“The Hundred-Foot Journey” Movie Review

     Known for such fare as “Chocolat” and “The Cider House Rules”, director Lasse Hallstrom was the perfect choice to helm the European flavored coming of age story “The Hundred-Foot Journey.  The film is a delightful entry positioned within the madness of summer where massive effects driven studio tentpoles rule, but where well thought out counter programming can round out the marketplace with a story that skews toward a more mature audience.  Scripted by Steven Knight (“Eastern Promises”, “Locke”) and based on the book by Richard C. Morais, “The Hundred-Foot Journey” tends to cover the familiar tropes common in stories involving restaurant competitiveness and the younger family members from both sides who connect and realize the level of childishness exhibited by the older more set in their ways family members.  Nonetheless, the film plays with a certain undeniable charm, all the while following in the footsteps of “Chef” by featuring delectable French and Indian cuisine prepared before the audience’s eyes. 

     When we first meet the Kadam family, their restaurant falls victim to political unrest and rioting in India that causes them to flee the country and look elsewhere to settle.  In the early years of the family restaurant, a young Hassan (Manish Dayal) is taught by his mother how to make the tantalizing dishes that have made the family business so successful.  As Hassan grows, he develops into the family’s most talented chef and when the group finally decides to settle in a small town in France, his father, Papa Kadam (Om Puri) knows he must rebuild the business in order to showcase his son’s talents.  They find a run down restaurant building that we assume had failed at some point and immediately put in an offer.  What they are unaware of is directly across the street sits the “Le Saule Pleureur”, the most popular restaurant in town and the proud owner of a one star Michelin rating.

     Certainly with what the family has been through to this point, a little competition isn’t something that will scare them off and we soon see the group turning the building into the “Maison Mumbai”, a restaurant that will feature age old Indian dishes prepared exclusively by Hassan.  At first, the Le Saule Pleureur’s owner, Madame Mallory (Helen Mirren) seems unthreatened by the new competition, but when a number of positive reviews along with steady business threaten her own bottom line and ego, she begins to sabotage their operation.  This is accomplished mainly at first by buying up key ingredients from the town’s market, but later escalates to some of her employees taking matters into their own hands.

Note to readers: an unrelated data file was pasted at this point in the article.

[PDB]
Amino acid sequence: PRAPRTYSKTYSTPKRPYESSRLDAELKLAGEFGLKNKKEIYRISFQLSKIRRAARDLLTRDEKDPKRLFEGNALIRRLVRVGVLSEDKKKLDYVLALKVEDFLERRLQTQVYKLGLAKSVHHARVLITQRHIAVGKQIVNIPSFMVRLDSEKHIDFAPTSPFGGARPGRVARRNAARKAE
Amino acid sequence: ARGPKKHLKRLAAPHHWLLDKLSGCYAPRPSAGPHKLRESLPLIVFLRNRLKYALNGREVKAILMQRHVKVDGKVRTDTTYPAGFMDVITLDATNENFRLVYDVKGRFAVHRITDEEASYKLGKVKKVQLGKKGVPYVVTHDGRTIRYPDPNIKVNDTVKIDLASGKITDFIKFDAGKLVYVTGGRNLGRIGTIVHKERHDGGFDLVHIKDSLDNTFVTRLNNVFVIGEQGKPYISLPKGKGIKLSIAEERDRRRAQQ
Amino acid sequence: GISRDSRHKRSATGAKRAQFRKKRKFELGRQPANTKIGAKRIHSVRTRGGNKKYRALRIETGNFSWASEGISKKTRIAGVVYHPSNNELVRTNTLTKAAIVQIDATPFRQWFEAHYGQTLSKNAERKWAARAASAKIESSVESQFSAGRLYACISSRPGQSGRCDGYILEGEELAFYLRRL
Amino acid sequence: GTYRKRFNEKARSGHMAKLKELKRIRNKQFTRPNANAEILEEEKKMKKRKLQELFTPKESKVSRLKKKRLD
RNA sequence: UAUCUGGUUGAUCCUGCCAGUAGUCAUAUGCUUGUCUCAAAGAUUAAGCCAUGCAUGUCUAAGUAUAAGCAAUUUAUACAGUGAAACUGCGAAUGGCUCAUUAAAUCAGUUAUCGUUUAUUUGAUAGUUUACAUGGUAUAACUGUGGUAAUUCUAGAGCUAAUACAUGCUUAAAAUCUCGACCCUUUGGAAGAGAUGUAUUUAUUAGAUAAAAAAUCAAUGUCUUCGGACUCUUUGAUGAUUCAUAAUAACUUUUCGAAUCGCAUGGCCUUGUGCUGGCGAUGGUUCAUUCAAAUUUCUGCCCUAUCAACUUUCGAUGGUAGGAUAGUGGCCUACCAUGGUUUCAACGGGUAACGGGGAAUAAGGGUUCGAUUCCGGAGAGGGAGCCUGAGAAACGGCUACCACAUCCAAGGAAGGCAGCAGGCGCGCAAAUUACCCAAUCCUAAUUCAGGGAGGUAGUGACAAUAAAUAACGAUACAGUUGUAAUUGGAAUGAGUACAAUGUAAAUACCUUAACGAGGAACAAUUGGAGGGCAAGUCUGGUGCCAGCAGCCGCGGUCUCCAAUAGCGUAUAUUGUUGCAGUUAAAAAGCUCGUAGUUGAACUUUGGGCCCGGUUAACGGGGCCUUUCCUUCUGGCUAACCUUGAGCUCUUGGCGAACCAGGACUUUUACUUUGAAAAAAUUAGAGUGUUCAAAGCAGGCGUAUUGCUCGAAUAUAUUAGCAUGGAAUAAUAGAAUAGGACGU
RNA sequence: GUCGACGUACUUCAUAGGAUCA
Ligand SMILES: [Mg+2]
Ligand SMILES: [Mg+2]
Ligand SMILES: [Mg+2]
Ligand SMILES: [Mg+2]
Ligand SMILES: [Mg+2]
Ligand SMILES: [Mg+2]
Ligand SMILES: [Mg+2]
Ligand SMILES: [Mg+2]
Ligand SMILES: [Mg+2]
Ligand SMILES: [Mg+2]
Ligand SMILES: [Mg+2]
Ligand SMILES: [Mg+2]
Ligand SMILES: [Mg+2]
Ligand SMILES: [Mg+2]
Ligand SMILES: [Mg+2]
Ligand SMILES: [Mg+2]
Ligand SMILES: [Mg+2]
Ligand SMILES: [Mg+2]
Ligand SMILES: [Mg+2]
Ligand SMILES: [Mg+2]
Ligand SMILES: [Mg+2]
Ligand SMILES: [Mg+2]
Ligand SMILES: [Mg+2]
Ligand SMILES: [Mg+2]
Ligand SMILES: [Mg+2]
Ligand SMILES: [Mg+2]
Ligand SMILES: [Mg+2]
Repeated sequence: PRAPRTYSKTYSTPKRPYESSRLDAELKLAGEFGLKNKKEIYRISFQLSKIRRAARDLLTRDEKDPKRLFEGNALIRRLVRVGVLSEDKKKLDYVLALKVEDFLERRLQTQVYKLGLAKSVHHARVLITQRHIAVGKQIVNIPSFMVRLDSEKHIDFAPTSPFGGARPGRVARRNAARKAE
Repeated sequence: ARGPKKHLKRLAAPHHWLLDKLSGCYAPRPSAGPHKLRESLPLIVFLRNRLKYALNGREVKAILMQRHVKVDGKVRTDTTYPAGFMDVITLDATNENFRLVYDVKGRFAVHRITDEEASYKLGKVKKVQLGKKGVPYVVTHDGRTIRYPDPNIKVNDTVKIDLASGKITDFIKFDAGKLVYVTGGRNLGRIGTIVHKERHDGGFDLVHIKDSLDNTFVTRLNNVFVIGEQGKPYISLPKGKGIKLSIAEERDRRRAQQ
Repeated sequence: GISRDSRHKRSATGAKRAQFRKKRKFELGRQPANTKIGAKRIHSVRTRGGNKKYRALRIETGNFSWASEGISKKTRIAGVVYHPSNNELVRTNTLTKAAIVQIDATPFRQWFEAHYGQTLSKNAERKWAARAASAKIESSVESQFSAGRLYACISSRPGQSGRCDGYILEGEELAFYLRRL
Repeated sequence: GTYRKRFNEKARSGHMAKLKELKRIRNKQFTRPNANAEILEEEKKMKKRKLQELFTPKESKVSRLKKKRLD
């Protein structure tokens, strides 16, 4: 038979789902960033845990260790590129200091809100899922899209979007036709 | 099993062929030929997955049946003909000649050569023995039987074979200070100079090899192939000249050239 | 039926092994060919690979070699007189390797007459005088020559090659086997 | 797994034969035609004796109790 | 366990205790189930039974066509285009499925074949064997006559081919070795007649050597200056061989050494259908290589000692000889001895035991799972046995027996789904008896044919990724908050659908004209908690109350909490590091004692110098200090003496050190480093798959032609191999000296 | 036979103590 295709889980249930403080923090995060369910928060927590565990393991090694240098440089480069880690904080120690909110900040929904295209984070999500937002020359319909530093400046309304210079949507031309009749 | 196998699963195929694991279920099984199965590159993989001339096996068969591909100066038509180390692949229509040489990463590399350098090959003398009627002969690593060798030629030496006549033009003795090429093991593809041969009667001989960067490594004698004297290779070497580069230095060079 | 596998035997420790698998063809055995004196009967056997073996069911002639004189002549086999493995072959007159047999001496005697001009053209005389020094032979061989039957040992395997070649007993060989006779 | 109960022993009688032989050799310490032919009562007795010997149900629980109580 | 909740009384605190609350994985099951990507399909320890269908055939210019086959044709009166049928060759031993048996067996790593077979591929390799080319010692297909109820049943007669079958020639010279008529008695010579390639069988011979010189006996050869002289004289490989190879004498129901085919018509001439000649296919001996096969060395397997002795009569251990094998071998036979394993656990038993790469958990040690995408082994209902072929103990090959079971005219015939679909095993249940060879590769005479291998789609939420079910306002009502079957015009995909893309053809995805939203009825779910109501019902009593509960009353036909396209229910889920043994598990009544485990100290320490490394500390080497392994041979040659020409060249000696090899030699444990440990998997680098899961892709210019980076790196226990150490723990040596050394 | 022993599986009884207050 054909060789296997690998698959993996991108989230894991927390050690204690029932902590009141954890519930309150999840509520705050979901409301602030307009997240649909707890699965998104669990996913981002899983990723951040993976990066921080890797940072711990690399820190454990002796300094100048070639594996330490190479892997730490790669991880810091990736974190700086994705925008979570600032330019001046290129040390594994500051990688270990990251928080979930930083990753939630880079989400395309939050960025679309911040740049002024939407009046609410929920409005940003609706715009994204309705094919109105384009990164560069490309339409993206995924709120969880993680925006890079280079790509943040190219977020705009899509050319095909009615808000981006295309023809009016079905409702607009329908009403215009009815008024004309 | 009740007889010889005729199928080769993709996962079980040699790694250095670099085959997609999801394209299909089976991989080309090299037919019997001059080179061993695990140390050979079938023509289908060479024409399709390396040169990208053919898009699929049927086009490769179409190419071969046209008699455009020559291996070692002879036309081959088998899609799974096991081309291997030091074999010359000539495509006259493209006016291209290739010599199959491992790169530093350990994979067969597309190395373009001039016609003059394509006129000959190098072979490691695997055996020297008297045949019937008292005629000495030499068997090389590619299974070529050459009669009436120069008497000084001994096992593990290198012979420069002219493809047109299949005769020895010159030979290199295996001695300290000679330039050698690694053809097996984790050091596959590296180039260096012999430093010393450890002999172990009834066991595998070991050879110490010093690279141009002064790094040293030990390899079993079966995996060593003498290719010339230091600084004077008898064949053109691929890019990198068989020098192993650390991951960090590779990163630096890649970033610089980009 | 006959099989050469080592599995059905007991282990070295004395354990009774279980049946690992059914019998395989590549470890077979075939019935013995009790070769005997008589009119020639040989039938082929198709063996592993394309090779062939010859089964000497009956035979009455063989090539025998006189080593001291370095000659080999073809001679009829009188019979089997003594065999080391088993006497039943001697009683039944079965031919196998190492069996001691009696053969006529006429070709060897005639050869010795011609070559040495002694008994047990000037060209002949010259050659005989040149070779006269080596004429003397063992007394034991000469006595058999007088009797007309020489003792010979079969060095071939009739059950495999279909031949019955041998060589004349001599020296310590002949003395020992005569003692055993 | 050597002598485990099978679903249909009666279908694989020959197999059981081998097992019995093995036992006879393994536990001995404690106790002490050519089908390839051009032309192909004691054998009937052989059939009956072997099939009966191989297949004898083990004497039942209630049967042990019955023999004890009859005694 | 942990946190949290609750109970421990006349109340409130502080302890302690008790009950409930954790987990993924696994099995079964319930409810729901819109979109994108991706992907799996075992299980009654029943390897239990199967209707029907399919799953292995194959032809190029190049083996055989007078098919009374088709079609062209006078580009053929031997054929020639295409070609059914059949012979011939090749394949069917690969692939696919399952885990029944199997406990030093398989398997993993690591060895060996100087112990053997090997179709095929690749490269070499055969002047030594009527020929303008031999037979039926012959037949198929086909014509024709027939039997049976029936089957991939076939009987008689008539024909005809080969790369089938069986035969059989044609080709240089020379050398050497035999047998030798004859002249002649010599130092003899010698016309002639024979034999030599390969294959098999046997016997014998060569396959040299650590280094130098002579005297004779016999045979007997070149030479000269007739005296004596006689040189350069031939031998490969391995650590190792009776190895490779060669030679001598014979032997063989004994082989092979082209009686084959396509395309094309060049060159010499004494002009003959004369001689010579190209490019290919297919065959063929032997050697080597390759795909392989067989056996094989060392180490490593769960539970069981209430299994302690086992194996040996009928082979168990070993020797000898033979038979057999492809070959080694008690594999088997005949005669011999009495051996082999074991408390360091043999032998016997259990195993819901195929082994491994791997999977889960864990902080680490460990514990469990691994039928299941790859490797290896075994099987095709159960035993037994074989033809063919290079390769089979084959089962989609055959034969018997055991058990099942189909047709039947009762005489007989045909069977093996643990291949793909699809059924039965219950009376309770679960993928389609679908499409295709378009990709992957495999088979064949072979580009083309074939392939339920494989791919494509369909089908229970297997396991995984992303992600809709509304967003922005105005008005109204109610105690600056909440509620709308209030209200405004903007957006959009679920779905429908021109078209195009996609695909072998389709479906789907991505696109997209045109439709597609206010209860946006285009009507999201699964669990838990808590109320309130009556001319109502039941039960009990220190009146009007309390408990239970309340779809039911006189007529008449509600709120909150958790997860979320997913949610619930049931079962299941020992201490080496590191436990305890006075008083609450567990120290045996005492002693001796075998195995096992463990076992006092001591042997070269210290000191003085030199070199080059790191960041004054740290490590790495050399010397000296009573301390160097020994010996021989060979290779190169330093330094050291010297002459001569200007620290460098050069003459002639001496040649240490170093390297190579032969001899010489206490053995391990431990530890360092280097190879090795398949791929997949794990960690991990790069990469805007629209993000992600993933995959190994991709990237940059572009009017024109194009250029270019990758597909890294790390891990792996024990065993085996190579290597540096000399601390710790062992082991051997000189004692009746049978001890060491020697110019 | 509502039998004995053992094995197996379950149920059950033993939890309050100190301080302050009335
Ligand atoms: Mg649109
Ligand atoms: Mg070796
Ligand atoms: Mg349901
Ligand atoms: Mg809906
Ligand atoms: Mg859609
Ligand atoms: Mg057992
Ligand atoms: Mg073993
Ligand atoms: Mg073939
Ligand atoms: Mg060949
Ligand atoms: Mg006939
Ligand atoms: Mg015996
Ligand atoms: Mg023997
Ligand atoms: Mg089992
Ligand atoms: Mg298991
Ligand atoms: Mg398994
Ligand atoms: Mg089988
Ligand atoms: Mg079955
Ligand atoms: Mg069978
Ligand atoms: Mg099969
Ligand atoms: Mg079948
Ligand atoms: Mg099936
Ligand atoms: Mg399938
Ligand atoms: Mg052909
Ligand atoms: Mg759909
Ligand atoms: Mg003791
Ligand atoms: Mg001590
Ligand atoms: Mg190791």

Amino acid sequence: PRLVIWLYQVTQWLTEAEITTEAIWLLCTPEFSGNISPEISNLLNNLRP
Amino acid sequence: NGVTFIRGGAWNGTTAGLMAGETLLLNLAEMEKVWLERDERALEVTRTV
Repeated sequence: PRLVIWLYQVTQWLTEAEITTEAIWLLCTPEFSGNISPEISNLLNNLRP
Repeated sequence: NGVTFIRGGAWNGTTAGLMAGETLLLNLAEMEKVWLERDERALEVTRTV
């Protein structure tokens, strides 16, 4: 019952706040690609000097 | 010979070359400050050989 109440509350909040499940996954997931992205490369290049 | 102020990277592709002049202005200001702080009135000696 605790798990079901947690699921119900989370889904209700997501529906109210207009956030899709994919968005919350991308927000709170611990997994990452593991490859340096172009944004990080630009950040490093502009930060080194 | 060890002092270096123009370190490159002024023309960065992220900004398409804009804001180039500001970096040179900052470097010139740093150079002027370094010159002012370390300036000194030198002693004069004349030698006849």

A budding friendship develops between Hassan and Mallory’s sous-chef, Marguerite (Charlotte Le Bon) as the two find plenty in common even though their respective restaurants are engaged in a childish turf war.  The two talented chefs are soon successful in bringing the two families together, setting the stage for Hassan to show his extensive talents to Mallory, who is said to know whether or not a chef will be great based solely on taking a single bite of an omelette prepared by the chef.  When Hassan gets this opportunity, Mallory takes him in to her kitchen and trains him in French cooking.  This allows Hassan to meld French and Indian dishes together and catapults him to superstardom.

     This whole exercise has a certain predictability about it where it’s not difficult to determine the outcome of the story.  Hallstrom’s direction carries the audience, allowing for little thought or suspense, to the kind of positive third act guaranteed to leave a smile on everyone’s face.  Mirren’s Mallory begins as a high society snob who cares only about her restaurant’s rating and impressing the right people.  She’s none to happy about the gaudy Indian restaurant that has opened just one hundred feet away from hers and would prefer to degrade them rather than befriend the town’s newest family.  Of course, certain sentimental type events occur which change her view point and in the process, bring the film to its predictable conclusion.  The cast is; however, game and they consistently bring a youthful energy and vibrance to the proceedings.  There’s something very satisfying about seeing these young people put forth such a dedicated effort into their craft and ultimately succeeding.  GRADE: B